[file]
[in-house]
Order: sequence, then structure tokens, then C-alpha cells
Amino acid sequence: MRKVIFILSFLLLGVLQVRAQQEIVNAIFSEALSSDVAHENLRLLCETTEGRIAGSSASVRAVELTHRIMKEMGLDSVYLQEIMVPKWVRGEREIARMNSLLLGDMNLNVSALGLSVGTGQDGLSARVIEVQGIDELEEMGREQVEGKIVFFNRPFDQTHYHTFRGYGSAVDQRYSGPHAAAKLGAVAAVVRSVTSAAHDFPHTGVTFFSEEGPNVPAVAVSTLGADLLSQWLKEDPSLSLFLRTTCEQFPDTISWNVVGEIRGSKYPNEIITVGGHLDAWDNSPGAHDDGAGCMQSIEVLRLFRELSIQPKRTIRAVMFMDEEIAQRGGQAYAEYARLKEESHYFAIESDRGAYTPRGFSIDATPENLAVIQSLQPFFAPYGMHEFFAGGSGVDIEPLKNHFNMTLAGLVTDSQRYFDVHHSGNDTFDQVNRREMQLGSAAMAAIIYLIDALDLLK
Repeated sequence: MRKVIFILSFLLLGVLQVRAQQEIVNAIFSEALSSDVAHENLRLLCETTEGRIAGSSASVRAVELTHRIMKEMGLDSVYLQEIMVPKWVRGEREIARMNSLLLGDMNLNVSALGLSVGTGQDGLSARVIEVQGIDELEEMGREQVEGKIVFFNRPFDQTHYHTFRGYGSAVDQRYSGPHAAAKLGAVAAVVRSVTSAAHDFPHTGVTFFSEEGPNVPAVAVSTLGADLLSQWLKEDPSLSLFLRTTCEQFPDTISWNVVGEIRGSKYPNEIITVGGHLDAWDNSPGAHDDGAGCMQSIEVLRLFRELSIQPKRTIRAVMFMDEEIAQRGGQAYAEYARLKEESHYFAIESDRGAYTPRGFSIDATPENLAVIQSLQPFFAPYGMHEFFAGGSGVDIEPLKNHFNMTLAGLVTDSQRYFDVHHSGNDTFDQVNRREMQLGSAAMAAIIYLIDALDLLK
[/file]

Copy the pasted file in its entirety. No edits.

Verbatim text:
[in-house]
Order: sequence, then structure tokens, then C-alpha cells
Amino acid sequence: MRKVIFILSFLLLGVLQVRAQQEIVNAIFSEALSSDVAHENLRLLCETTEGRIAGSSASVRAVELTHRIMKEMGLDSVYLQEIMVPKWVRGEREIARMNSLLLGDMNLNVSALGLSVGTGQDGLSARVIEVQGIDELEEMGREQVEGKIVFFNRPFDQTHYHTFRGYGSAVDQRYSGPHAAAKLGAVAAVVRSVTSAAHDFPHTGVTFFSEEGPNVPAVAVSTLGADLLSQWLKEDPSLSLFLRTTCEQFPDTISWNVVGEIRGSKYPNEIITVGGHLDAWDNSPGAHDDGAGCMQSIEVLRLFRELSIQPKRTIRAVMFMDEEIAQRGGQAYAEYARLKEESHYFAIESDRGAYTPRGFSIDATPENLAVIQSLQPFFAPYGMHEFFAGGSGVDIEPLKNHFNMTLAGLVTDSQRYFDVHHSGNDTFDQVNRREMQLGSAAMAAIIYLIDALDLLK
Repeated sequence: MRKVIFILSFLLLGVLQVRAQQEIVNAIFSEALSSDVAHENLRLLCETTEGRIAGSSASVRAVELTHRIMKEMGLDSVYLQEIMVPKWVRGEREIARMNSLLLGDMNLNVSALGLSVGTGQDGLSARVIEVQGIDELEEMGREQVEGKIVFFNRPFDQTHYHTFRGYGSAVDQRYSGPHAAAKLGAVAAVVRSVTSAAHDFPHTGVTFFSEEGPNVPAVAVSTLGADLLSQWLKEDPSLSLFLRTTCEQFPDTISWNVVGEIRGSKYPNEIITVGGHLDAWDNSPGAHDDGAGCMQSIEVLRLFRELSIQPKRTIRAVMFMDEEIAQRGGQAYAEYARLKEESHYFAIESDRGAYTPRGFSIDATPENLAVIQSLQPFFAPYGMHEFFAGGSGVDIEPLKNHFNMTLAGLVTDSQRYFDVHHSGNDTFDQVNRREMQLGSAAMAAIIYLIDALDLLK